Clore Leadership Programme
Clore Leadership Programme
 
 

Authenticity and Activism in Cultural Leadership: should we step lightly or bellow from the rooftops?

Clore 14 Fellow Sophie Leighton makes the case for the authentic activist and argues that authenticity helps you stand your ground

Sophie Leighton
Sophie Leighton

Be authentic, learn about yourself, your strengths and your weaknesses, and be yourself.” These words of advice were offered and emphasised by leaders during my Clore Fellowship. Authenticity is a buzz word, and, relatively new to the language of leadership, I was keen to interrogate its meaning and implications. In this paper, I want to focus in on the point where authenticity (being true to oneself, living out one’s values) meets activism. I take activism to mean acting to make a change (rather than the Oxford English Dictionary definition of “vigorous campaigning to effect social or political change”, but this point is a separate provocation). How can authenticity help or hinder an activist cause? Just how true to personal values should or can a leader of an organisation be? I spoke to UK-based leaders who work in the arts to gather their personal views on authentic leadership and activism, and in this paper I lay out my case for the authentic activist.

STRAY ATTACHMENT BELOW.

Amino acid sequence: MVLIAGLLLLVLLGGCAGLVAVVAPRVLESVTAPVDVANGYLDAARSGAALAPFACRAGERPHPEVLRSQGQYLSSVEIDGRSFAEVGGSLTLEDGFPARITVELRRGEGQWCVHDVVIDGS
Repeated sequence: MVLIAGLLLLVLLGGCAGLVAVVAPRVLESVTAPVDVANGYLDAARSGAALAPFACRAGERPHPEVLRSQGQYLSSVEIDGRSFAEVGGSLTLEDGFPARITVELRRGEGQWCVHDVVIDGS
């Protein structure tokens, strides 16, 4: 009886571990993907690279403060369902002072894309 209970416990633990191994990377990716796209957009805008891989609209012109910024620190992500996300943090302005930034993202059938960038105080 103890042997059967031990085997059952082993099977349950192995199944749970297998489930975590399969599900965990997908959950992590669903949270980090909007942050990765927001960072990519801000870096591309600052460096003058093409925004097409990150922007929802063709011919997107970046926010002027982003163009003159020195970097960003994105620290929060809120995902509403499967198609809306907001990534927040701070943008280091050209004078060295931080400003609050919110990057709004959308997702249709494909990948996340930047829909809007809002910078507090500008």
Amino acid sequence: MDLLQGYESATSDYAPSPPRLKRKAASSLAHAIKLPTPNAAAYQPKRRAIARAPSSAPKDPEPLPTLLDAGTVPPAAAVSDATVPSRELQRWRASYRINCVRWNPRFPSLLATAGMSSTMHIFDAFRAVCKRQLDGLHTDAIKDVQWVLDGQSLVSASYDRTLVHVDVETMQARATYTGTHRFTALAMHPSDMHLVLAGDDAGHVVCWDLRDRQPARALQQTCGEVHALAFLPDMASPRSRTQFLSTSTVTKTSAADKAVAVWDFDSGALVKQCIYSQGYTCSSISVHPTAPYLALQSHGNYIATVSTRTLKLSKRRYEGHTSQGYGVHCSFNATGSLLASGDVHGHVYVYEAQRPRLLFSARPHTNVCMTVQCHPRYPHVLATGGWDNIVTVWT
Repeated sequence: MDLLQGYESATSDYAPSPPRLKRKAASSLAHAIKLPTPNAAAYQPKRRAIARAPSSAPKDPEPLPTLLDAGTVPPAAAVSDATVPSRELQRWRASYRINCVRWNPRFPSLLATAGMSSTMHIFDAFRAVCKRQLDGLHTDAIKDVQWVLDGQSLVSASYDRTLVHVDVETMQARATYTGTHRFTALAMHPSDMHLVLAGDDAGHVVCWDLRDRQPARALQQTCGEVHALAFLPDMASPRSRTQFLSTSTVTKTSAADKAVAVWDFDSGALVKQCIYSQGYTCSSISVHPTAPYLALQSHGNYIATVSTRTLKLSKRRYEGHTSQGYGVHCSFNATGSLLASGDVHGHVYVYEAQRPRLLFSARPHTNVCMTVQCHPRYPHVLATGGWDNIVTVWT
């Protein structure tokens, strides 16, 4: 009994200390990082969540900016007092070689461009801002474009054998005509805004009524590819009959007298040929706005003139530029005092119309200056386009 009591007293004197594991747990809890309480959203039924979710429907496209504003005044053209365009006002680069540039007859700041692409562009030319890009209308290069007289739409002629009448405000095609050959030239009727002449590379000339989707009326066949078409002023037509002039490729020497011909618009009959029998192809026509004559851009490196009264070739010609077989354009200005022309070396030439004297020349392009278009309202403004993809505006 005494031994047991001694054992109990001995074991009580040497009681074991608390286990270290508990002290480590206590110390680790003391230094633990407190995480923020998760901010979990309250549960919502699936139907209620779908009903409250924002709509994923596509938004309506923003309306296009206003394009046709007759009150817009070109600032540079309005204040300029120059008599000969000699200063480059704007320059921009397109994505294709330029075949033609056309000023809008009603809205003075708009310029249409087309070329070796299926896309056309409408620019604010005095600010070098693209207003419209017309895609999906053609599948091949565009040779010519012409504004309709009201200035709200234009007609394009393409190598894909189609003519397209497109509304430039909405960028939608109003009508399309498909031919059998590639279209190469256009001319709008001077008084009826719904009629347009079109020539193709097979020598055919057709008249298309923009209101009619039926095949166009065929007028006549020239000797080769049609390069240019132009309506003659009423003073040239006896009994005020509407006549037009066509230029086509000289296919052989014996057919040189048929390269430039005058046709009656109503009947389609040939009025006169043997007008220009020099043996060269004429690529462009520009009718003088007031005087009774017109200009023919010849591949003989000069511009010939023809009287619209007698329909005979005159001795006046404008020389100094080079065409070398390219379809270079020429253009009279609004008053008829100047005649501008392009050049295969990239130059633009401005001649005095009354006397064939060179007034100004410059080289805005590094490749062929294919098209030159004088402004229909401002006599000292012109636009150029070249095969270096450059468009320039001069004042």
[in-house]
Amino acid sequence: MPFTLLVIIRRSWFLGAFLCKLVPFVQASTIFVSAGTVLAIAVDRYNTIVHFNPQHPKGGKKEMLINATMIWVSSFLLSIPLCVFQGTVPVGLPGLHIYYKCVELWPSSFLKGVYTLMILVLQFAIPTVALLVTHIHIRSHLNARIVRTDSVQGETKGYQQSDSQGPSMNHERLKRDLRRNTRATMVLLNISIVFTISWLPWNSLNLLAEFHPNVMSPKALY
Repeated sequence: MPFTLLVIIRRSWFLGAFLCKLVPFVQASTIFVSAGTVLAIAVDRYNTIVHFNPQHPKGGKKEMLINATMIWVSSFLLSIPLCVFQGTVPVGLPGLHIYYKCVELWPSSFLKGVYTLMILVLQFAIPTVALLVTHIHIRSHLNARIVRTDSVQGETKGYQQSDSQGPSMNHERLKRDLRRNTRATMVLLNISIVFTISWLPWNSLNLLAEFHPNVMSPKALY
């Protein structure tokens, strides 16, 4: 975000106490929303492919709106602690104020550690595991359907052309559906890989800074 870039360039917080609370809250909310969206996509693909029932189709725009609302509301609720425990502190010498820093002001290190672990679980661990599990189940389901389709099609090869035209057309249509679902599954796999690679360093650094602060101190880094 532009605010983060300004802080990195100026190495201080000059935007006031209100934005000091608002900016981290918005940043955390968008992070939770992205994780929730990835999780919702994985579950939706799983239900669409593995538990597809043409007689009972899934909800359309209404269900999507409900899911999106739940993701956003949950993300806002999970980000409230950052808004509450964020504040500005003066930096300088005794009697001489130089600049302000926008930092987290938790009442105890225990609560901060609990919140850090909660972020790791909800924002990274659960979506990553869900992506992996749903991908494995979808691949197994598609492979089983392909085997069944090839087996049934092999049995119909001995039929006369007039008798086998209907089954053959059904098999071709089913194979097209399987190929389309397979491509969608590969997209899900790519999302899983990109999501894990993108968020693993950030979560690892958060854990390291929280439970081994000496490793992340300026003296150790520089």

The meaning of authenticity

What is authenticity? Today, to be an authentic leader means to live by your values, to be driven by your core beliefs and intuition. Authenticity in leadership is arguably about knowing yourself well, your strengths and your vulnerabilities, your values and who you are, and expressing this through what you do and how you do it. It implies braveness, too: to let others see weakness as well as strength. Sharon Ament, Director of the Museum of London, extends this idea of being at ease in your own skin: “Personal authenticity is like a snowball rolling downhill”, she told me, “picking up pace and growing with age, with experience, with knowledge and with confidence.”

Authenticity arguably means living by your values, to the extent that personal values are not (only) spoken about but demonstrated.[1]Early roots of the word ‘authenticity’ place the meaning around action, with the implication that to be authentic is to live out your values.

[1]Thank you to my mentor Carole Souter, Master of St Cross College, Oxford, and Ian Rimington, Arts Council England, for talking this idea of authenticity through.

 

 

 
 

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